It is without question that I will have to have this seen to, as I can't live like this. I need advice on lifting all the floorboards and having insulation put in. But there is only about 3-4 cm between the floorbaords and the concrete below. So if that doesn't work I may have to get the whole ground floor underlaid and then carpeted at much expense I am sure. I found out the other day that there was a fire in the basement flat last year and that the entire flat was gutted. Smoke came through the floorboards and I wonder if that may have damaged the previous sound proofing?

Do I have a case for suing the vendor for not informing me of the noisy neighbour and fire? Also, please tell what the best thing for me to do is regarding stopping the noise as soon as possible.

Andrew Finlay

On the legal matter of suing the vendor, you should speak to your solicitor about the issue of non-disclosure - if indeed that is the issue.

Noise is a problem that is increasingly brought into the pubic eye and is said to be one of the main nuisances between neighbours. Have you tried talking to the neighbour politely asking them to turn down music, etc. This may not resolve the problem, but might reduce the problem, as it will make them aware if nothing else. Bear in mind that if you hear them they can probably hear you!

Whether the fire caused damage to sound-proofing depends on what damage the fire actually caused and what sound-proofing existed anyway. If there was an insurance claim and it was properly dealt with any sound-proofing should have been reinstated.

I suspect that you are simply in a situation that many find themselves. The property was converted some years ago, before the regulations about sound-proofing, etc. It may be that you must face the fact that to resolve this problem you will need to pay for improvements.

You mention that there is concrete below the floorboards, but it is not clear whether the concrete is therefore the structure (and boards laid over it) or something else. I suspect the concrete is the main structural component and insulation is probably best laid between this and the boards. More importantly, there should be an acoustic isolating layer between the concrete and any battens/joists resting on it, or between the battens/joists and the boards themselves.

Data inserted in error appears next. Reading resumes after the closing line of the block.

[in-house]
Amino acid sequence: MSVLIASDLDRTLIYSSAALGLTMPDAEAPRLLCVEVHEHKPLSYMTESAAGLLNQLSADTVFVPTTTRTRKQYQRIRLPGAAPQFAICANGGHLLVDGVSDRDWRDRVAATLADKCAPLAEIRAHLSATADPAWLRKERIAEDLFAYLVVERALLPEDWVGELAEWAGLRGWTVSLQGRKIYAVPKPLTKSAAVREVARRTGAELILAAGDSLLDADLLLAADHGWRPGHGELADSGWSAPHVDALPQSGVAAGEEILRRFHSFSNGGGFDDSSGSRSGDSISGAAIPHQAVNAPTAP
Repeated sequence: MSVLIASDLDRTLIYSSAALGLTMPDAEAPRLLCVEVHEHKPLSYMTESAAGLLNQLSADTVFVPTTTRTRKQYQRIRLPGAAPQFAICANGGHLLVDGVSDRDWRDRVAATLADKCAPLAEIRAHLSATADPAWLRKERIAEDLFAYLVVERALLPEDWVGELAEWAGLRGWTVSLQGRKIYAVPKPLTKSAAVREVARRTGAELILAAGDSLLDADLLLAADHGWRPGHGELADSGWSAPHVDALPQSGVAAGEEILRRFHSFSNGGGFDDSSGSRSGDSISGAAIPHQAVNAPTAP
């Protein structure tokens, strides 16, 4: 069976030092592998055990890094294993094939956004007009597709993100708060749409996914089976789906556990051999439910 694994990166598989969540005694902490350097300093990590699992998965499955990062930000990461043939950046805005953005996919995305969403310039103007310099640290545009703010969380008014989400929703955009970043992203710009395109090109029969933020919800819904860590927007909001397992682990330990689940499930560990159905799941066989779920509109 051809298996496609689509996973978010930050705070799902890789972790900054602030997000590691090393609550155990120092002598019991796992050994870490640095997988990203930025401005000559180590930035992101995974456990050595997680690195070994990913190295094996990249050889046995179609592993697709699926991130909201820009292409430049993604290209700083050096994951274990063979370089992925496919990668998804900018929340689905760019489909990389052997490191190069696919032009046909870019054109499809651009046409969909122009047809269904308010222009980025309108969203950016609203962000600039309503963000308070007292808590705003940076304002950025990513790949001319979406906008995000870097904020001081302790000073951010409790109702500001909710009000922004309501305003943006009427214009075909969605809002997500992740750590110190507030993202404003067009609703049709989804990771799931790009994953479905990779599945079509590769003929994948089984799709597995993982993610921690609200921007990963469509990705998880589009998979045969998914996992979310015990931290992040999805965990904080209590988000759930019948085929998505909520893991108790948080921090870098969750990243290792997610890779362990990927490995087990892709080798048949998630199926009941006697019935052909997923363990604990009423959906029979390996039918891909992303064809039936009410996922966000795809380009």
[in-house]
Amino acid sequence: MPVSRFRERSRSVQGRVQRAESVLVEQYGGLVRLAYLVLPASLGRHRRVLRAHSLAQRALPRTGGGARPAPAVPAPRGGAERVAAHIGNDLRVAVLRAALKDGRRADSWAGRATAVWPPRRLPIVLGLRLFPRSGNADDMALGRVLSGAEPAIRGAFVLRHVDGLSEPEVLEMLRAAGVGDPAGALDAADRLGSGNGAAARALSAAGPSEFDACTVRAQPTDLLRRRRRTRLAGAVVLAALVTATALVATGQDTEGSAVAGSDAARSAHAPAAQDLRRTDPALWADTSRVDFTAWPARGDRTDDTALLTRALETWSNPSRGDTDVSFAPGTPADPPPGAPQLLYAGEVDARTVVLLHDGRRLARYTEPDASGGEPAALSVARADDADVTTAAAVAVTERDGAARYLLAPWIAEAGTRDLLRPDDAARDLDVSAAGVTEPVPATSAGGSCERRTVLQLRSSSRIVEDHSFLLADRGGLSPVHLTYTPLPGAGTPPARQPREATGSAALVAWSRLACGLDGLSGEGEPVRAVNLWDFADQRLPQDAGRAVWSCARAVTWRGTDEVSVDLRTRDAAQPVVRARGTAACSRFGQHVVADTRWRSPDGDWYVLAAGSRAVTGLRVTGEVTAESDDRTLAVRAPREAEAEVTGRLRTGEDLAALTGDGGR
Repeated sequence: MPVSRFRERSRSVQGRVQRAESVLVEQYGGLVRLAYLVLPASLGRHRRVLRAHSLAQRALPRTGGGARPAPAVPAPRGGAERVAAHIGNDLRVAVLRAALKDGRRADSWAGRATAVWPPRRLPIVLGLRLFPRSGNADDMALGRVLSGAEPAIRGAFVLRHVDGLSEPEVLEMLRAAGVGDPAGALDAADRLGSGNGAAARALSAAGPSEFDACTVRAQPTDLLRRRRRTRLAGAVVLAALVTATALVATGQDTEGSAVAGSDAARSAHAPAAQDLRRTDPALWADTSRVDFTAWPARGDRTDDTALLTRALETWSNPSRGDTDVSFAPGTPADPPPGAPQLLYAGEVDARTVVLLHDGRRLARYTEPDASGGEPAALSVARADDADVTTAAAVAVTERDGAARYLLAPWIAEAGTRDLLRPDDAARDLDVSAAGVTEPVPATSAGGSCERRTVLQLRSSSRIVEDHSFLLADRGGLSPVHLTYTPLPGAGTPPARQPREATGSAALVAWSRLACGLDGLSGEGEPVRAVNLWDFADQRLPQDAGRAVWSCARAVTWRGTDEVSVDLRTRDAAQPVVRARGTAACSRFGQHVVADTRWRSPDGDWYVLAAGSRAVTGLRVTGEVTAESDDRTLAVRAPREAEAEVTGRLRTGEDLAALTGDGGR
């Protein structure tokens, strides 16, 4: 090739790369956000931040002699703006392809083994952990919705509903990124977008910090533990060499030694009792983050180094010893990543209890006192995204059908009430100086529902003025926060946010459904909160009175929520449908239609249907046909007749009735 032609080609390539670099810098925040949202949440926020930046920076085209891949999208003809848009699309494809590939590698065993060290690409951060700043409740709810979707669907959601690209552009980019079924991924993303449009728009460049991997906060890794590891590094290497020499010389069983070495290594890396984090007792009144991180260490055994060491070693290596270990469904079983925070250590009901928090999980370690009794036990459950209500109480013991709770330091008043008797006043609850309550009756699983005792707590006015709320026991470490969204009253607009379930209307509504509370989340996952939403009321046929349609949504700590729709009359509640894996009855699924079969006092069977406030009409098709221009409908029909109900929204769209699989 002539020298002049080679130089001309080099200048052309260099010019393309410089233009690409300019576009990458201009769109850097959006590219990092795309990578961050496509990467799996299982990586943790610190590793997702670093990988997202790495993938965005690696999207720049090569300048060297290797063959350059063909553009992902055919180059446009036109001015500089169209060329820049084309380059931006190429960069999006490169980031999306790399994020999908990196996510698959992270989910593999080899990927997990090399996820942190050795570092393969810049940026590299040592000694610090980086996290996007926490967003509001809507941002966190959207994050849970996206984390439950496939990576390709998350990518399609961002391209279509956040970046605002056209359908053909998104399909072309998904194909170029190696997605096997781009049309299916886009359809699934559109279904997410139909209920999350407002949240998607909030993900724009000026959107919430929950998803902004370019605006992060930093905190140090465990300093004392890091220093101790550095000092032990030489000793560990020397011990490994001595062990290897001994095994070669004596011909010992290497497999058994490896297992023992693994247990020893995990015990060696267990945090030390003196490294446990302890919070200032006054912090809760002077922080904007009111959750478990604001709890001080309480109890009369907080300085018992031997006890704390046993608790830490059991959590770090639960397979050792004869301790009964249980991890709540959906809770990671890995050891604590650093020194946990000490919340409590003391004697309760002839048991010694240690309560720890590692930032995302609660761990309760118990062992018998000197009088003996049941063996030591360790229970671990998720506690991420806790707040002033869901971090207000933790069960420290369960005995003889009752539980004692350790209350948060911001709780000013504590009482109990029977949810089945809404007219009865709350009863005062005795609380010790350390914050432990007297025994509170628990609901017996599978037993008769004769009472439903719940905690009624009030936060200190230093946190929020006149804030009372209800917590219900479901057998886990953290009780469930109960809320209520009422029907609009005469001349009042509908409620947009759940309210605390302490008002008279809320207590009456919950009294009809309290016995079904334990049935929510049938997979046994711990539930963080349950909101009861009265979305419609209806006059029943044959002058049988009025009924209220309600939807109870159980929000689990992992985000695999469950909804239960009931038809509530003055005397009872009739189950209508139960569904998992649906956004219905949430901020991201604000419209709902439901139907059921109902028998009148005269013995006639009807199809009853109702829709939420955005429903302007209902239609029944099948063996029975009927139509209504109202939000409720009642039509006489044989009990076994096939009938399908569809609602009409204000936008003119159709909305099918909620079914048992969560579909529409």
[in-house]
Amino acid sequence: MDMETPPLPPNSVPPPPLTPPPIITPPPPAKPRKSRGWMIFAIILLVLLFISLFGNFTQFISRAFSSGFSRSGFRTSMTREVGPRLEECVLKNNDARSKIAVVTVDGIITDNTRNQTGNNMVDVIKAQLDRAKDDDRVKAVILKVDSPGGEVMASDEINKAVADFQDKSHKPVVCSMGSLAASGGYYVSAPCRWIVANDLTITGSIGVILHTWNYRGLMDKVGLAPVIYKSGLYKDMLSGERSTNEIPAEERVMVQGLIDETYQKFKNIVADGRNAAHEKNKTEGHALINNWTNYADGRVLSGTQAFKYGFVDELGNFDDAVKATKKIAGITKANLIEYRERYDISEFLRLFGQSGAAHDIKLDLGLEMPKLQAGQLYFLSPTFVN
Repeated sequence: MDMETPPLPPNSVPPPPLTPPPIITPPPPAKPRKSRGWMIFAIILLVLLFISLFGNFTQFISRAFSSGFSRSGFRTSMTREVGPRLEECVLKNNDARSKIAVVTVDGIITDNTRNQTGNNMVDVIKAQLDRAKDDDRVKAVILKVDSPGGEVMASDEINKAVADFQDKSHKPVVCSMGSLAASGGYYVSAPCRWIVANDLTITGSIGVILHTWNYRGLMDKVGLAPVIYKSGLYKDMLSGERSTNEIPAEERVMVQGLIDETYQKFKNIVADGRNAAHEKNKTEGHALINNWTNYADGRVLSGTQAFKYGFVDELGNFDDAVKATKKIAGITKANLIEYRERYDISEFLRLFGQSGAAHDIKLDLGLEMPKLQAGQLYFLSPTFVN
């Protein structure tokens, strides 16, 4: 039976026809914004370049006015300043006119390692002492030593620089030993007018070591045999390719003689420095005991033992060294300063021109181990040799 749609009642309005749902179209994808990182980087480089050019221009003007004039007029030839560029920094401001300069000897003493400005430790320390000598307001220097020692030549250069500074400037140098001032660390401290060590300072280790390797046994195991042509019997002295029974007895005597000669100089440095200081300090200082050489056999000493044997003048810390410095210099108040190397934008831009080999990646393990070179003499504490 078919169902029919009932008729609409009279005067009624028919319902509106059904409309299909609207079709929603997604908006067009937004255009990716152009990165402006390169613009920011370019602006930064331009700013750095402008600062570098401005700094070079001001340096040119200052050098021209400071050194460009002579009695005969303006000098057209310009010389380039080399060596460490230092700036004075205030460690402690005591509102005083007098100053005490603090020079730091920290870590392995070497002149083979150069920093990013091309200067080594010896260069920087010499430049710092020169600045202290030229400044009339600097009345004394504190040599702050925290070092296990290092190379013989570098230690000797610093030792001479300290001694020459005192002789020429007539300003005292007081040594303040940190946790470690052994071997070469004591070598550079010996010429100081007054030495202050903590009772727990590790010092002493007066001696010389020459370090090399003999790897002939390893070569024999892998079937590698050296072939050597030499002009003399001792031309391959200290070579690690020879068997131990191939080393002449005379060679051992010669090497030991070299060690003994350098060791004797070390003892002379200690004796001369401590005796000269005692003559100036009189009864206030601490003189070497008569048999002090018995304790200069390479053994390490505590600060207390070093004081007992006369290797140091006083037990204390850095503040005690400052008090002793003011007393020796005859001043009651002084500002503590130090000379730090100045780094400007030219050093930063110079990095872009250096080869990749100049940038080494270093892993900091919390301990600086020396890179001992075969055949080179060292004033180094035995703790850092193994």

I would always advise underlay and carpeting in a flat and many leases now forbid exposed boards for the very reason of reducing the risk of noise problems. Finally, bear in mind that not all of the noise will be through the floor. Noise may be getting up through voids (services), through partitions, windows, etc, etc. Dealing with the floor may cut out much of the noise, but is unlikely to eliminate all of it.

 

Period Property UK would like to thank Stephen Boniface, Tony Redman and other partners at the The Whitworth Co-Partnership with Boniface Associates for responding to this question.

 

 
 
 
 

SUBJECT: Do I need to render exposed chimney brickwork in loft.
FROM: Kevin Rich (Surrey)
We are trying to re-use two fireplaces in our house as proper fires. As a part of this process we have been told that we have to have our chimneys fire rendered in the loft as there is exposed brickwork. The question is what is fire rendering and is it necessary?

Kevin Rich

Have tests revealed that flue gases are escaping through the brick joints. This is quite common because over the years the pointing will have deteriorated and there could be gaps. However, the solution may be as simple as re-pointing the exposed brickwork in the roof space. The issue that has to be considered is whether the flue/s leak and if so whether re-pointing or complete re-rendering are necessary. With regards to the nature of the mortar used for pointing or rendering, it should be of a type that will resist sulphate attack. Traditional lime mortar is probably most appropriate.

 

Period Property UK would like to thank Stephen Boniface, Tony Redman and other partners at the The Whitworth Co-Partnership with Boniface Associates for responding to this question.

 
 
 
 

SUBJECT: Never accept conclusions of a free damp surveys